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War Crimes

Discussion in 'WWII General' started by Sturmkreuz, Nov 24, 2007.

  1. Sturmkreuz

    Sturmkreuz Member

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    Discuss about the WW2 War Crimes.

    The other one isn't that like mine.. (Started by Panzerknacker)
    Owyes: I wanted to post these all together (the reports, but on a stupid way it didn't work, well you can read them on this way.. READ THEM; you can give comment etcetera.. Pictures will come too)

    Since there always is talked about "War Crimes" this is a good place to discuss them and information/Photos/stories about these War Crimes.

    I saw never a real thread about War Crimes so I wanted one, so we could talk about those War Crimes.
    German/Americans/Soviet.... they all did War Crimes

    Some War Crimes:
    source: unknown




    The first is a famous one from the famous divison 12TH SS-HITLERJUGEND.

    (more coming..)
     
  2. Sturmkreuz

    Sturmkreuz Member

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    Some more: Pictures coming

     
  3. Sturmkreuz

    Sturmkreuz Member

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    Some more: Pictures coming:

     
  4. Sturmkreuz

    Sturmkreuz Member

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    More coming: Pictures coming:

     
  5. Sturmkreuz

    Sturmkreuz Member

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    More coming: Pictures coming:


     
  6. Sturmkreuz

    Sturmkreuz Member

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  7. Sturmkreuz

    Sturmkreuz Member

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    More coming: Pictures coming:

     
  8. Sturmkreuz

    Sturmkreuz Member

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    1st:
    Mass grave of 300 Polish POWs of the Polish 74 Infantry Regiment murdered near Ciepielow by the German 15th Motorized Infantry Regiment of German 29th Motorized Division Commanded by General Joachim Lemelsen.

    2nd:
    Hanging of Partizan by 'Das Reich' in Thulle

    3d:
    'Prinz Eugen' troops shoot down '(Pow/Partizan) Escapers' in Serbia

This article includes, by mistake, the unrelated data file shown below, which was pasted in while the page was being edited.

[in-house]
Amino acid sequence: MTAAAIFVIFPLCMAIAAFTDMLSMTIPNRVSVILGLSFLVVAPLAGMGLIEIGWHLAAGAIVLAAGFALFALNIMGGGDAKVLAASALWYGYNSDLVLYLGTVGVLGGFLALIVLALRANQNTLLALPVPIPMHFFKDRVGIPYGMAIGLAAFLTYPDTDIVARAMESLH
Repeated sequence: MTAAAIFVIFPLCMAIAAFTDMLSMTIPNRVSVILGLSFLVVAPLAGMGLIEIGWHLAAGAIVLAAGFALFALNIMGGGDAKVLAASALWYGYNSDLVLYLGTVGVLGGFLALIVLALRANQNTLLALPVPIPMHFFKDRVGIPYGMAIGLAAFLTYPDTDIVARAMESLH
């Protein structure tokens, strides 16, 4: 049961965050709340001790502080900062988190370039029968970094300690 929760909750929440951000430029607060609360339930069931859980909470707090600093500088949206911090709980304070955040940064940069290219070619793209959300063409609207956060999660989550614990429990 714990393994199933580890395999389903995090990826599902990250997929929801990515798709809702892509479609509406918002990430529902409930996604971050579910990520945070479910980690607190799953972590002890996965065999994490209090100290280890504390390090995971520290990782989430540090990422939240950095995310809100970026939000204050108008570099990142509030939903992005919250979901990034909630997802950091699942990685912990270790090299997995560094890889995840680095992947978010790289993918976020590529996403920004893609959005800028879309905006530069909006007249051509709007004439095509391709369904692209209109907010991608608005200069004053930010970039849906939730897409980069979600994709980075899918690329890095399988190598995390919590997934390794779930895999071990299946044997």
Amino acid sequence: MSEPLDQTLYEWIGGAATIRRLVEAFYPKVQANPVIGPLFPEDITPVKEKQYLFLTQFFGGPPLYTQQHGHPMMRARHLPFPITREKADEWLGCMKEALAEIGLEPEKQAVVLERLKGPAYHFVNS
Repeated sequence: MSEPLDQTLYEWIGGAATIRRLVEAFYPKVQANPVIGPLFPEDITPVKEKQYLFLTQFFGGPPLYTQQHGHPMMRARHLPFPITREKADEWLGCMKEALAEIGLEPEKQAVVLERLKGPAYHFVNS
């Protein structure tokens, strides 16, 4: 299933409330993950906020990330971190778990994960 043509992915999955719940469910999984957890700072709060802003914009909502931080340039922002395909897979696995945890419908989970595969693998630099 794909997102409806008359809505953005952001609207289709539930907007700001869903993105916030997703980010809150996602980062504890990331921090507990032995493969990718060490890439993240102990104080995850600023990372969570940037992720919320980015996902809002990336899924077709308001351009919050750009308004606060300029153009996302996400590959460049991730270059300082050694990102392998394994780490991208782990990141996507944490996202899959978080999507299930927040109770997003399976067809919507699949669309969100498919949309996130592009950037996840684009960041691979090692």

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  9. macrusk

    macrusk Proud Daughter of a Canadian WWII Veteran

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  10. tixodioktis

    tixodioktis recruit

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    The Dachau Massacre

    In the camp of detainees in dachau no one does not dispute that were committed terrible crimes,
    I would want we receive however that in the release dachau if committed also the allies crimes of war

    http://www.zundelsite.org/english/antiprop/war_crimes_ww2/dauchau_massacre/index.html

    This photograph me reminds a film that you report in some list
    Only that in the film in the armchair it sate German and no American
    [​IMG]
     
  11. Keystone Two-Eight

    Keystone Two-Eight Member

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    What? Your English is very broken, and I want to make sure I understand what you are saying/insinuating before I respond. Are you saying the Allies committed war crimes as well? If so, please produce a list of said crimes for the rest of us to peruse.
     
  12. tixodioktis

    tixodioktis recruit

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  13. Hufflepuff

    Hufflepuff Semi-Frightening Mountain Goat

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    There's a polish film out called Katyn (pronounced 'Katsinskya') about the Katyn massacre oif Polish POWs by the NKVD in 1940. Has anyone seen it? It got nominated at the oscars for best forgienfilm.
     
  14. Za Rodinu

    Za Rodinu Aquila non capit muscas

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    And the Fallschirmjäger is smiling !!!

    [​IMG]
     
  15. macrusk

    macrusk Proud Daughter of a Canadian WWII Veteran

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    I am agreeing with this quote... it is the posting by Tixodioktis to which I am responding....

    I'm sorry, but I don't find the website convincing. No one questions that in warfare sometimes the worst is brought out in a few people, and that sometimes people take retribution upon themselves when they discover someone who has committed a heinous crime.

    A website which may post photos out of context is not proof of the accusation. As there were survivors at Dachau that day, I would find their testimony more convincing.

    Do you have proof from alternate sources?
     
  16. macrusk

    macrusk Proud Daughter of a Canadian WWII Veteran

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    To get in all the information will take multiple posts.

    Part 1

    I actually started to go through the book Canadians Behind Enemy Lines: 1939-1945 by Roy MacLaren for the thread Spies Like Us to add some information that probably wasn’t widely known. While I will still add information there later, I was saddened to read what happened to some of the first Canadians with the S.O.E. who went to France in early 1944 and were captured by the Germans. Their treatment following capture and the manner of their deaths were war crimes.

    “The first two months of 1944 were disastrous for Canadians with S.O.E. in France. Bieler was captured in St. Quentin; Byerly, Deniset, and Sabourin were parachuted to awaiting Germans; and another Canadian, Alcide Beauregard of the Eastern Townships of Quebec, was also destined never to return.